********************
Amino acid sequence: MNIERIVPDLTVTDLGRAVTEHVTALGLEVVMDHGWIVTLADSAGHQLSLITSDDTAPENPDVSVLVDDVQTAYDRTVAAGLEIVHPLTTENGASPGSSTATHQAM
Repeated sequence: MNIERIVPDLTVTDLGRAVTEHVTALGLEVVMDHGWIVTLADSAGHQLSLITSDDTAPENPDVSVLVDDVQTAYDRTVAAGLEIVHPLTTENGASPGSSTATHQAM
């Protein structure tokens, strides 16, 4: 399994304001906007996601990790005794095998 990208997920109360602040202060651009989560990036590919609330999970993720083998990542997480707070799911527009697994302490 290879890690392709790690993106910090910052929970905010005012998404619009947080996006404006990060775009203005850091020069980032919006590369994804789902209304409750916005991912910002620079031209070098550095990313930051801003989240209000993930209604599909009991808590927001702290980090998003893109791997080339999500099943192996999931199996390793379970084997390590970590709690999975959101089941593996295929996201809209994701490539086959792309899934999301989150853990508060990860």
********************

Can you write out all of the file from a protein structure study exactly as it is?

Amino acid sequence: MNIERIVPDLTVTDLGRAVTEHVTALGLEVVMDHGWIVTLADSAGHQLSLITSDDTAPENPDVSVLVDDVQTAYDRTVAAGLEIVHPLTTENGASPGSSTATHQAM
Repeated sequence: MNIERIVPDLTVTDLGRAVTEHVTALGLEVVMDHGWIVTLADSAGHQLSLITSDDTAPENPDVSVLVDDVQTAYDRTVAAGLEIVHPLTTENGASPGSSTATHQAM
């Protein structure tokens, strides 16, 4: 399994304001906007996601990790005794095998 990208997920109360602040202060651009989560990036590919609330999970993720083998990542997480707070799911527009697994302490 290879890690392709790690993106910090910052929970905010005012998404619009947080996006404006990060775009203005850091020069980032919006590369994804789902209304409750916005991912910002620079031209070098550095990313930051801003989240209000993930209604599909009991808590927001702290980090998003893109791997080339999500099943192996999931199996390793379970084997390590970590709690999975959101089941593996295929996201809209994701490539086959792309899934999301989150853990508060990860």